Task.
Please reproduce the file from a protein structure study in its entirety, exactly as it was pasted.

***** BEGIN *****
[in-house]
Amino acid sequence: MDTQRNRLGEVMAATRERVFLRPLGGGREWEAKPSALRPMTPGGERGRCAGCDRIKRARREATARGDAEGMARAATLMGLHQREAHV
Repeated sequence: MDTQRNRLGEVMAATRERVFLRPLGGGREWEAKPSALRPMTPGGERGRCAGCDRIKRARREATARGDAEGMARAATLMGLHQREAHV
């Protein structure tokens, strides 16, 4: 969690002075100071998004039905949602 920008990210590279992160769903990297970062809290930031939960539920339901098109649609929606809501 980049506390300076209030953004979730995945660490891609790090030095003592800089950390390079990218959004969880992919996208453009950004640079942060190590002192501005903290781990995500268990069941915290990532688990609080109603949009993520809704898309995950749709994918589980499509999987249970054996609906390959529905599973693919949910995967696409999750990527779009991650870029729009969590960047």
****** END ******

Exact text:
[in-house]
Amino acid sequence: MDTQRNRLGEVMAATRERVFLRPLGGGREWEAKPSALRPMTPGGERGRCAGCDRIKRARREATARGDAEGMARAATLMGLHQREAHV
Repeated sequence: MDTQRNRLGEVMAATRERVFLRPLGGGREWEAKPSALRPMTPGGERGRCAGCDRIKRARREATARGDAEGMARAATLMGLHQREAHV
């Protein structure tokens, strides 16, 4: 969690002075100071998004039905949602 920008990210590279992160769903990297970062809290930031939960539920339901098109649609929606809501 980049506390300076209030953004979730995945660490891609790090030095003592800089950390390079990218959004969880992919996208453009950004640079942060190590002192501005903290781990995500268990069941915290990532688990609080109603949009993520809704898309995950749709994918589980499509999987249970054996609906390959529905599973693919949910995967696409999750990527779009991650870029729009969590960047």